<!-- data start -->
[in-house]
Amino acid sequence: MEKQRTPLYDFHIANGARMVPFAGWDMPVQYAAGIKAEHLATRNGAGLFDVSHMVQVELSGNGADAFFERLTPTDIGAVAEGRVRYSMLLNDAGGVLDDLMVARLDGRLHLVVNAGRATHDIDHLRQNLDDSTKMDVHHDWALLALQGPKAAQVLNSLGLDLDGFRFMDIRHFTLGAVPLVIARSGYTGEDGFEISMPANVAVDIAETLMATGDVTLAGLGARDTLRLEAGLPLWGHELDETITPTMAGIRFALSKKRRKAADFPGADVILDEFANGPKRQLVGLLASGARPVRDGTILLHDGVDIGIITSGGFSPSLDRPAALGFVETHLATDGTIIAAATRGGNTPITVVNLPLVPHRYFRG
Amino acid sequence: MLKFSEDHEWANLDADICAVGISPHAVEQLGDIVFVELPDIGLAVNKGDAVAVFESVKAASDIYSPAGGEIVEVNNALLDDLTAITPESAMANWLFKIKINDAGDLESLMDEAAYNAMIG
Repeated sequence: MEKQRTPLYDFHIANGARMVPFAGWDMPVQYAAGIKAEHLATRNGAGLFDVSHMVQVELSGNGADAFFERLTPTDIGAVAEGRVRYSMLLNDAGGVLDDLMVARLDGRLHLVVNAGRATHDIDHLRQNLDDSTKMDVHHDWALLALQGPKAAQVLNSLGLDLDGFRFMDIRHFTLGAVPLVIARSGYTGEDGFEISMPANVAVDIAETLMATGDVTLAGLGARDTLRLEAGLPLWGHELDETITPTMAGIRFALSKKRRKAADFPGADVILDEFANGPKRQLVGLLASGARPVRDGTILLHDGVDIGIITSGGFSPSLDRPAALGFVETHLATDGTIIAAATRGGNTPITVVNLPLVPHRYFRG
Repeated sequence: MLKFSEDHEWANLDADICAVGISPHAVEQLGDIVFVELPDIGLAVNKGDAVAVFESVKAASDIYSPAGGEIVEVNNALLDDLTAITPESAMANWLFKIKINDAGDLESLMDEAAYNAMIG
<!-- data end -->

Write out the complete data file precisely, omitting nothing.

[in-house]
Amino acid sequence: MEKQRTPLYDFHIANGARMVPFAGWDMPVQYAAGIKAEHLATRNGAGLFDVSHMVQVELSGNGADAFFERLTPTDIGAVAEGRVRYSMLLNDAGGVLDDLMVARLDGRLHLVVNAGRATHDIDHLRQNLDDSTKMDVHHDWALLALQGPKAAQVLNSLGLDLDGFRFMDIRHFTLGAVPLVIARSGYTGEDGFEISMPANVAVDIAETLMATGDVTLAGLGARDTLRLEAGLPLWGHELDETITPTMAGIRFALSKKRRKAADFPGADVILDEFANGPKRQLVGLLASGARPVRDGTILLHDGVDIGIITSGGFSPSLDRPAALGFVETHLATDGTIIAAATRGGNTPITVVNLPLVPHRYFRG
Amino acid sequence: MLKFSEDHEWANLDADICAVGISPHAVEQLGDIVFVELPDIGLAVNKGDAVAVFESVKAASDIYSPAGGEIVEVNNALLDDLTAITPESAMANWLFKIKINDAGDLESLMDEAAYNAMIG
Repeated sequence: MEKQRTPLYDFHIANGARMVPFAGWDMPVQYAAGIKAEHLATRNGAGLFDVSHMVQVELSGNGADAFFERLTPTDIGAVAEGRVRYSMLLNDAGGVLDDLMVARLDGRLHLVVNAGRATHDIDHLRQNLDDSTKMDVHHDWALLALQGPKAAQVLNSLGLDLDGFRFMDIRHFTLGAVPLVIARSGYTGEDGFEISMPANVAVDIAETLMATGDVTLAGLGARDTLRLEAGLPLWGHELDETITPTMAGIRFALSKKRRKAADFPGADVILDEFANGPKRQLVGLLASGARPVRDGTILLHDGVDIGIITSGGFSPSLDRPAALGFVETHLATDGTIIAAATRGGNTPITVVNLPLVPHRYFRG
Repeated sequence: MLKFSEDHEWANLDADICAVGISPHAVEQLGDIVFVELPDIGLAVNKGDAVAVFESVKAASDIYSPAGGEIVEVNNALLDDLTAITPESAMANWLFKIKINDAGDLESLMDEAAYNAMIG